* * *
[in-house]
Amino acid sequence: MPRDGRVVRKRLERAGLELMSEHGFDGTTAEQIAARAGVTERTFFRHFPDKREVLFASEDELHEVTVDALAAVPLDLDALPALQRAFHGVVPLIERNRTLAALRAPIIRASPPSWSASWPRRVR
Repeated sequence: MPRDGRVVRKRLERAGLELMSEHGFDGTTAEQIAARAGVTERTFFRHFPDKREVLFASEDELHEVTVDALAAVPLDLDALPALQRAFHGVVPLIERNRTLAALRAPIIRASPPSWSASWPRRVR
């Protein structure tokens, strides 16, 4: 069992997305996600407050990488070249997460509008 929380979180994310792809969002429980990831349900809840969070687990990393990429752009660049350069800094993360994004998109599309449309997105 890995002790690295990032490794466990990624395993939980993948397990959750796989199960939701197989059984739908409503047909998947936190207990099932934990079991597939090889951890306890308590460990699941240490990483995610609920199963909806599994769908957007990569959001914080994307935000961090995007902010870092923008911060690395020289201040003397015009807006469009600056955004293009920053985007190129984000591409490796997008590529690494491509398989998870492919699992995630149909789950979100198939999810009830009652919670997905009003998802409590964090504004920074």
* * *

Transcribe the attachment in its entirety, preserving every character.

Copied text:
[in-house]
Amino acid sequence: MPRDGRVVRKRLERAGLELMSEHGFDGTTAEQIAARAGVTERTFFRHFPDKREVLFASEDELHEVTVDALAAVPLDLDALPALQRAFHGVVPLIERNRTLAALRAPIIRASPPSWSASWPRRVR
Repeated sequence: MPRDGRVVRKRLERAGLELMSEHGFDGTTAEQIAARAGVTERTFFRHFPDKREVLFASEDELHEVTVDALAAVPLDLDALPALQRAFHGVVPLIERNRTLAALRAPIIRASPPSWSASWPRRVR
């Protein structure tokens, strides 16, 4: 069992997305996600407050990488070249997460509008 929380979180994310792809969002429980990831349900809840969070687990990393990429752009660049350069800094993360994004998109599309449309997105 890995002790690295990032490794466990990624395993939980993948397990959750796989199960939701197989059984739908409503047909998947936190207990099932934990079991597939090889951890306890308590460990699941240490990483995610609920199963909806599994769908957007990569959001914080994307935000961090995007902010870092923008911060690395020289201040003397015009807006469009600056955004293009920053985007190129984000591409490796997008590529690494491509398989998870492919699992995630149909789950979100198939999810009830009652919670997905009003998802409590964090504004920074």